(ATF) Initial public offerings (IPO) in China's A-share market surged to a record in July, with Sino-US tensions lifting the outlook for the booming initial sales market in the world’s second-largest economy.
World-beating listings such as that by Semiconductor Manufacturing International (SMIC) helped increase funds raised to 110 billion yuan ($15.73 billion), surpassing 100bn yuan in a single month for the first time, Shanghai Securities News reported Tuesday.
A total of 52 firms were listed in the month, accounting for 30% of the total number of IPOs this year, which stood at 169, the publication said.
The main board of the Shanghai Stock Exchange attracted 35 listings while the Growth Enterprise Market of the Shenzhen Stock Exchange hosted 43, the paper reported.
The STAR market twinkled brightest, however. The the science and technology innovation board of the Shanghai Stock Exchange, which was created to encourage domestic tech firms to list locally, saw 73 companies listed in the period.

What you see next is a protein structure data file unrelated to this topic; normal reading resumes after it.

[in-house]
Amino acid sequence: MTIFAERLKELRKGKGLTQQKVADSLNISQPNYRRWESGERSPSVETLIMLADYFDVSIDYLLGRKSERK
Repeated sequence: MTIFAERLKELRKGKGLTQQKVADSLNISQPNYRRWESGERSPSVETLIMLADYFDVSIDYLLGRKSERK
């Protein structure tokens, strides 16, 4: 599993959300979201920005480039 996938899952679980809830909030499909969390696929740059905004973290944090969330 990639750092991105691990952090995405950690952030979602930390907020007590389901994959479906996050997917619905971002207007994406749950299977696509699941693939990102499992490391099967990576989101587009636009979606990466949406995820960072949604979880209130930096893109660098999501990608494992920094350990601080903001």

According to Bloomberg, the year-old market has raised $19.4bn this year, largely thanks to the $7.5bn raised by SMIC, the biggest sale anywhere in the world in 2020. The board now ranks as the third busiest for IPOs in the past seven months, behind the US’ New York Stock Exchange and Nasdaq, the news service said.
READ MORE: Zoom to stop direct sales in China
Rising stars of the Chinese tech world, including Alibaba’s Ant Financial, are planning to list on the exchange, part of a wider trend among Chinese firms to avoid American listings amid growing tensions between the world’s two largest economies. The flotation of Ant, which is tough to be valued at $150bn, could see the Star Market eclipse the Nasdaq for IPOs, according to The Economist.
In July, The benchmark Shanghai Composite Index, Shenzhen Component Index and ChiNext Index, or China's NASDAQ-style board of growth enterprises, went up 11%, 13.7% and 14.7%, respectively.
Experts say that sufficient liquidity has created conditions for high-quality companies in different industries to raise funds in the A-share market, thus directing funds from the capital market to the real economy.